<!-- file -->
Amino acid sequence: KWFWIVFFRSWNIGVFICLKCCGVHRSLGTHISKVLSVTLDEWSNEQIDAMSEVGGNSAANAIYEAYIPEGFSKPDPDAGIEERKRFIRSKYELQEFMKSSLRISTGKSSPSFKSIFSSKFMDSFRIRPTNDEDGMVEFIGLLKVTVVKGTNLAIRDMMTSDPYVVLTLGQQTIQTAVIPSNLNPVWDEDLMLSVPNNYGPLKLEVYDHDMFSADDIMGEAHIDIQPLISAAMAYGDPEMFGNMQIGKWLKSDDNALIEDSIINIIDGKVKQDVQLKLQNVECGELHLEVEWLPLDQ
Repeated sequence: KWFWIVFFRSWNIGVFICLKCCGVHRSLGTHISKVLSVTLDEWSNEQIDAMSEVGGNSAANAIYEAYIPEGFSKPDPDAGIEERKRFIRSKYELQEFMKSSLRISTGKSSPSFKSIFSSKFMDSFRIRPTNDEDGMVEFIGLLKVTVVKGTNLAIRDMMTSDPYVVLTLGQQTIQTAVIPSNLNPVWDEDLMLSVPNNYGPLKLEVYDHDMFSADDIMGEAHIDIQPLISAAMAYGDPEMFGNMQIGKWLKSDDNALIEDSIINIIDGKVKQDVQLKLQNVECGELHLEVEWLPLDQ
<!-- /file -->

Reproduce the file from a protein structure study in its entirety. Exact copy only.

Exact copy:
Amino acid sequence: KWFWIVFFRSWNIGVFICLKCCGVHRSLGTHISKVLSVTLDEWSNEQIDAMSEVGGNSAANAIYEAYIPEGFSKPDPDAGIEERKRFIRSKYELQEFMKSSLRISTGKSSPSFKSIFSSKFMDSFRIRPTNDEDGMVEFIGLLKVTVVKGTNLAIRDMMTSDPYVVLTLGQQTIQTAVIPSNLNPVWDEDLMLSVPNNYGPLKLEVYDHDMFSADDIMGEAHIDIQPLISAAMAYGDPEMFGNMQIGKWLKSDDNALIEDSIINIIDGKVKQDVQLKLQNVECGELHLEVEWLPLDQ
Repeated sequence: KWFWIVFFRSWNIGVFICLKCCGVHRSLGTHISKVLSVTLDEWSNEQIDAMSEVGGNSAANAIYEAYIPEGFSKPDPDAGIEERKRFIRSKYELQEFMKSSLRISTGKSSPSFKSIFSSKFMDSFRIRPTNDEDGMVEFIGLLKVTVVKGTNLAIRDMMTSDPYVVLTLGQQTIQTAVIPSNLNPVWDEDLMLSVPNNYGPLKLEVYDHDMFSADDIMGEAHIDIQPLISAAMAYGDPEMFGNMQIGKWLKSDDNALIEDSIINIIDGKVKQDVQLKLQNVECGELHLEVEWLPLDQ